What to Do When Privacy Evades YouAugust 29, 2016, 03:23 PM
College is the kind of place where secrets and personal space take on an interesting new meaning. In fact, you may well discover that privacy completely goes out of commission for the next four or so years. Whether you're in the dorms, living in campus housing, or hanging out in your parents' basement, there's going to come a time when you feel like you've had your fill of folks always in your face.
Here are a few ways to cope when you're feeling confined in your space:
Go Exploring. In your teenage years, you may have become quite accustom to traveling in packs. If you've spent the last few years hanging out with twenty of your closest friends at any given time, the idea of going to lunch by yourself or catching a movie solo can seem like quite a strange suggestion. Get over your by-yourself fear, and go explore your city! This is the perfect way to gain some independence and see some awesome things without waiting around for someone else to make the time to do it with you. You'll probably learn a lot more about yourself that you expect to, and with time to reflect, you'll come back home with more clarity if you need to have crucial conversations involving the invasion of personal space.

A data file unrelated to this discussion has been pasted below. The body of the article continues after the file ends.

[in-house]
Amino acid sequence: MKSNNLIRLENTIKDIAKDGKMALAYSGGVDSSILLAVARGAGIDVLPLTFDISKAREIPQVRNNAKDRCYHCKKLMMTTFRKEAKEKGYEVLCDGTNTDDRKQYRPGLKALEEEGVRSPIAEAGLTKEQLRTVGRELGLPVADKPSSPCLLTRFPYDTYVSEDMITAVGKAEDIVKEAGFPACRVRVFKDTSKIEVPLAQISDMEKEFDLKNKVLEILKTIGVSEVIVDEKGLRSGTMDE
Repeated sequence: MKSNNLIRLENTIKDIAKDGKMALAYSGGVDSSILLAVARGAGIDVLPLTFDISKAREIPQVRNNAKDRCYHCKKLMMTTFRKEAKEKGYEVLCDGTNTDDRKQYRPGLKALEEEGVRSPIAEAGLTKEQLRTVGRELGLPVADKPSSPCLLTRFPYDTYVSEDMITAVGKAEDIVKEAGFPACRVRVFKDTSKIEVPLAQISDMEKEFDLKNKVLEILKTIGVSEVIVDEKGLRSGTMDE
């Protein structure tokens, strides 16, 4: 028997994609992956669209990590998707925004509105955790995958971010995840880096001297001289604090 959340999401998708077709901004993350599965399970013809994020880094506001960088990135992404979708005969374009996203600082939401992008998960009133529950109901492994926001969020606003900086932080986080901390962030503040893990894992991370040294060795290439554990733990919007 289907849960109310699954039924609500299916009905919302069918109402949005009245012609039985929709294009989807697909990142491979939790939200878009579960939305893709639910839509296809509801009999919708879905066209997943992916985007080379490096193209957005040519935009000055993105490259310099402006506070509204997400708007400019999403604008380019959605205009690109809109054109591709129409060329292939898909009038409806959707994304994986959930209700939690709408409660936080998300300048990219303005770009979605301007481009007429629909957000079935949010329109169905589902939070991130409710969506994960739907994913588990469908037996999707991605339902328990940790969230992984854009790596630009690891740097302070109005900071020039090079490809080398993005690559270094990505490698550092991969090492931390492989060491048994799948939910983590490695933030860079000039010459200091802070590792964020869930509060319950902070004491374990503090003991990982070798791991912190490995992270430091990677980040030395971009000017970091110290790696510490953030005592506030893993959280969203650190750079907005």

Widen Your Social Circle. Perhaps you don't need a break from people; it may just be that you need a break from your current people. Meeting new friends can bring a welcome change of scenery to an environment that's feeling a little stale. Join some clubs, hang out with your work friends, find a study group, or try online dating. You may find that a fresh set of ears is just what you need to get things off your chest without disrupting your current household flow. Plus, getting out of the house is always good for someone who's feeling the effects of a space invasion.
Set Boundaries. Remember, nobody can read your mind, and a certain level of culture shock in college is normal. Different backgrounds, religions, and household rules will rear their heads when roommates least expect it. It may seem obvious to you that other people shouldn't eat your food, but someone who grew up with seven siblings may not think twice about grabbing one of your Twinkies. Set solid expectations, and be open to conversations and compromise when conflict does arise (because it will!)
When you're feeling stuffed in your space, find ways to break out of your glass box and redefine privacy when it seems to be evading you.